I like to rant about religion, and I manage to convince (or convert) my listeners … well, almost never. Why? Quite simply, most adherents of religious belief don’t subscribe to those beliefs because of well reasoned proof. Duh! Religious belief isn’t a science experiment. On the contrary, as computational biologist John C. Wathey details in The Illusion of God’s Presence: The Biological Origins of Spiritual Longing, most believers believe because of “their personal experience of the presence of God.”

In other words, religious belief is predominantly founded upon an emotional understanding of the divine rather than a logical one. So appealing to logic is already a misstep. It’s like trying to drive a car across the ocean and expecting not to sink.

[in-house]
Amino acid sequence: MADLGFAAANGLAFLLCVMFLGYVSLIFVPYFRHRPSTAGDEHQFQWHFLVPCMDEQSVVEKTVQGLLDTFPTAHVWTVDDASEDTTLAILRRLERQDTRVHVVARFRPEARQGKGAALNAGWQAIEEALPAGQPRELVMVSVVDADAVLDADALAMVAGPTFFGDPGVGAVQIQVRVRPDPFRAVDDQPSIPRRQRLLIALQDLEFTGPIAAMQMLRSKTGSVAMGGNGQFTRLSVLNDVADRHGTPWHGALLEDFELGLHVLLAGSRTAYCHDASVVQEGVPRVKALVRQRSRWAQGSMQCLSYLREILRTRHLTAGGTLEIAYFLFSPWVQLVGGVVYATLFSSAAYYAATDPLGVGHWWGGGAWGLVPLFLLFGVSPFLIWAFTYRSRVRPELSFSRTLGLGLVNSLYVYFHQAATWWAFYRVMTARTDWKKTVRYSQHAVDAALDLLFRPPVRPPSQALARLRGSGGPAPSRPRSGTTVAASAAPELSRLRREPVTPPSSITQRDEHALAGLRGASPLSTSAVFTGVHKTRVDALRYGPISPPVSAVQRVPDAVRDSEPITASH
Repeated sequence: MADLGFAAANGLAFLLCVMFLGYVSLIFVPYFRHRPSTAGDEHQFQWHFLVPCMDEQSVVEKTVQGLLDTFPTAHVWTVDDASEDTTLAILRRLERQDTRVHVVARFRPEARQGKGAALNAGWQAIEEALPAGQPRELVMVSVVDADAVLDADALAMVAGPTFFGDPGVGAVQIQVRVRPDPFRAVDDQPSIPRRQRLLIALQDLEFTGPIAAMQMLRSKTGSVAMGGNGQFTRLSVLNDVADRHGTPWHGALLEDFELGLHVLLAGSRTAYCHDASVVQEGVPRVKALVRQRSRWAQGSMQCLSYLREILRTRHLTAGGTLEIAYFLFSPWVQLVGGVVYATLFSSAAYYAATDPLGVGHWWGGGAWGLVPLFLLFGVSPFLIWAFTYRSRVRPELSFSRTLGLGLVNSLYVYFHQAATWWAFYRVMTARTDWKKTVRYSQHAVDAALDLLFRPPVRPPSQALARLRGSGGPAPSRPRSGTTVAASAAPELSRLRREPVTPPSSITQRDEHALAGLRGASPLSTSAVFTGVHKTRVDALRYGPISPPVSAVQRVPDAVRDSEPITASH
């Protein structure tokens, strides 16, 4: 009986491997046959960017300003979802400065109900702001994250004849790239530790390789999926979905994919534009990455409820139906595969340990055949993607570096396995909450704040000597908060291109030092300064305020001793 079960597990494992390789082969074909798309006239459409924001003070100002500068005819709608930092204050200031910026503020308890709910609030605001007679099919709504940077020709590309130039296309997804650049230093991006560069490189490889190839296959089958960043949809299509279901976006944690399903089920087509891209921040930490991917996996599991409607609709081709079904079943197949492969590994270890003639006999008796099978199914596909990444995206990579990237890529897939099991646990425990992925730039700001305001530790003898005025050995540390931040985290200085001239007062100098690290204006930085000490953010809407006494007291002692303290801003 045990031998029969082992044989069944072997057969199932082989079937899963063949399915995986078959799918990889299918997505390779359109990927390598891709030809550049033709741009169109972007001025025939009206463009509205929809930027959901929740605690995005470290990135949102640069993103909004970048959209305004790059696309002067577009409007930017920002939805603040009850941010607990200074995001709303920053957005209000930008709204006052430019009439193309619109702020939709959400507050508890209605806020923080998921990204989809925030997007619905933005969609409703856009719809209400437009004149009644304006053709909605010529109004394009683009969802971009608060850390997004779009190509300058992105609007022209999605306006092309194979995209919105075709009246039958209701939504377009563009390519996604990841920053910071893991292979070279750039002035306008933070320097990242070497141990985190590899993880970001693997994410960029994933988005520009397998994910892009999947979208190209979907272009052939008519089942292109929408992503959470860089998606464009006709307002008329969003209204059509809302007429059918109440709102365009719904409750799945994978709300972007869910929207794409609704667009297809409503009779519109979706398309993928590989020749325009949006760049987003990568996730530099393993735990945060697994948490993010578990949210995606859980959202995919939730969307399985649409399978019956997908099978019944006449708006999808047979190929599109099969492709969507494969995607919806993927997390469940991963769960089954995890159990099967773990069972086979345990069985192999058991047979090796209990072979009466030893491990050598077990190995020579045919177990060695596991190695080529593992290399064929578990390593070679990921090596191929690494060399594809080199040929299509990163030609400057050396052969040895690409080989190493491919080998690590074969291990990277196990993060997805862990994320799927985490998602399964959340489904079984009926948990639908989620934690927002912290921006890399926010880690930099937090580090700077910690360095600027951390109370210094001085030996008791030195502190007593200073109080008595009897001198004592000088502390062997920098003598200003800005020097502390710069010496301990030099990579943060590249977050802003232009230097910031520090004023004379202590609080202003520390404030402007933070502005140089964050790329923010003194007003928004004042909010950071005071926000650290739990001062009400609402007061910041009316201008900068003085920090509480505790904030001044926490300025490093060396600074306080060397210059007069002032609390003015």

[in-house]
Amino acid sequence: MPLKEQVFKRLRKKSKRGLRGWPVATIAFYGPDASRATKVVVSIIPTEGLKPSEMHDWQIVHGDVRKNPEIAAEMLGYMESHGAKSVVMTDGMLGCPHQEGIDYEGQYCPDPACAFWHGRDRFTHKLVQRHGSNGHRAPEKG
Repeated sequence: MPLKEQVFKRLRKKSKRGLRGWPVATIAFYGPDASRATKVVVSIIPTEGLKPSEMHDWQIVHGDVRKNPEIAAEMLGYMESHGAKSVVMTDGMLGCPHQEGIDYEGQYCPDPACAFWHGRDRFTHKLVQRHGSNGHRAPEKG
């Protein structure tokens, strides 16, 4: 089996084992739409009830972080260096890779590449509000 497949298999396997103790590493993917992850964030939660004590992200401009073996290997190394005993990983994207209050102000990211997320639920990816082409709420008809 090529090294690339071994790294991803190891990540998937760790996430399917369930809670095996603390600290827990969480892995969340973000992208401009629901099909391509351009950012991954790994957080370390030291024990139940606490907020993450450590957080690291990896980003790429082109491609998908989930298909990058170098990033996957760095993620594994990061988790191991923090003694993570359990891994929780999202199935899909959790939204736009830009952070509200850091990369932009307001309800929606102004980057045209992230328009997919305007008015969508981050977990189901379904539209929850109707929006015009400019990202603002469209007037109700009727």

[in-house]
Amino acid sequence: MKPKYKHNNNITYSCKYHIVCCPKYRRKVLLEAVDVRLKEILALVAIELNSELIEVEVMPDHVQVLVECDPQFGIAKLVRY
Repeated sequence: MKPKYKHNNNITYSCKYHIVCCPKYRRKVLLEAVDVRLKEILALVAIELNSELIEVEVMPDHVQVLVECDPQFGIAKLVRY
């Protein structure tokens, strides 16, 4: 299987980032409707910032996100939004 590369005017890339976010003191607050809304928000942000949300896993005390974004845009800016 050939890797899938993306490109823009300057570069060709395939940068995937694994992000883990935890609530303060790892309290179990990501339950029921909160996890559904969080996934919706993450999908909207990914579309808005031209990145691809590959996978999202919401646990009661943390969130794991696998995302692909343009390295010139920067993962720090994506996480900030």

What makes matters worse is the widespread phenomenon known as the “backfire effect,” wherein someone given evidence against their beliefs rejects the evidence and believes even more strongly (read about it here). And you’ve definitely seen this in action – just think back to any online debate about abortion, gay rights, circumcision, Obama being a Muslim, etc. Did you ever see any side eventually give into reason and admit defeat? Of course not. Both sides became more and more convinced of their rightness until everyone just gave up out of sheer exhaustion.

No matter what the belief is, trying to convince someone they’re wrong is a war you’ll never win.


This probably sounds patronizing, but it’s worth taking the time to say: believers are people, too. Actually, believers are more representative of what it means to be human than non-believers – there’s simply far more of them than us. We atheists are the minority. Fact.